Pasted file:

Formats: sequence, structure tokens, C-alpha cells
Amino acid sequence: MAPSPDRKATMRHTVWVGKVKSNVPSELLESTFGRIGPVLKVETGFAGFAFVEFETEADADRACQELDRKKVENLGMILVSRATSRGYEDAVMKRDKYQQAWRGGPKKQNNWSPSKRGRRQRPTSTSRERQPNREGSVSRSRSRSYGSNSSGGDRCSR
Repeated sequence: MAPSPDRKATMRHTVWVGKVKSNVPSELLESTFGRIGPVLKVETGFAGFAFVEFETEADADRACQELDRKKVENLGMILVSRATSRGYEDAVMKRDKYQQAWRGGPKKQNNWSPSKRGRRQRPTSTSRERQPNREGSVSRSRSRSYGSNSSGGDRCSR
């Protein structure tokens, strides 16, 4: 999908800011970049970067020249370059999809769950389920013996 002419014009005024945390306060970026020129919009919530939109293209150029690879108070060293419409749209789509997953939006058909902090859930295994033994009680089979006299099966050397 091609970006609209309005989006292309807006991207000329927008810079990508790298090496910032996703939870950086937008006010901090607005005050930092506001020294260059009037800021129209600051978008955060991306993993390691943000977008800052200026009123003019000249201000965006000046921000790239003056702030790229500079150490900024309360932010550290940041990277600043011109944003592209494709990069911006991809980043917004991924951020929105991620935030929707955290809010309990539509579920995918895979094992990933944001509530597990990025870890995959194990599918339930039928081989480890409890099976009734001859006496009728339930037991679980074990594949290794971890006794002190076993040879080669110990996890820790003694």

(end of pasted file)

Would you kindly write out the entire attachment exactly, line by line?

Formats: sequence, structure tokens, C-alpha cells
Amino acid sequence: MAPSPDRKATMRHTVWVGKVKSNVPSELLESTFGRIGPVLKVETGFAGFAFVEFETEADADRACQELDRKKVENLGMILVSRATSRGYEDAVMKRDKYQQAWRGGPKKQNNWSPSKRGRRQRPTSTSRERQPNREGSVSRSRSRSYGSNSSGGDRCSR
Repeated sequence: MAPSPDRKATMRHTVWVGKVKSNVPSELLESTFGRIGPVLKVETGFAGFAFVEFETEADADRACQELDRKKVENLGMILVSRATSRGYEDAVMKRDKYQQAWRGGPKKQNNWSPSKRGRRQRPTSTSRERQPNREGSVSRSRSRSYGSNSSGGDRCSR
């Protein structure tokens, strides 16, 4: 999908800011970049970067020249370059999809769950389920013996 002419014009005024945390306060970026020129919009919530939109293209150029690879108070060293419409749209789509997953939006058909902090859930295994033994009680089979006299099966050397 091609970006609209309005989006292309807006991207000329927008810079990508790298090496910032996703939870950086937008006010901090607005005050930092506001020294260059009037800021129209600051978008955060991306993993390691943000977008800052200026009123003019000249201000965006000046921000790239003056702030790229500079150490900024309360932010550290940041990277600043011109944003592209494709990069911006991809980043917004991924951020929105991620935030929707955290809010309990539509579920995918895979094992990933944001509530597990990025870890995959194990599918339930039928081989480890409890099976009734001859006496009728339930037991679980074990594949290794971890006794002190076993040879080669110990996890820790003694």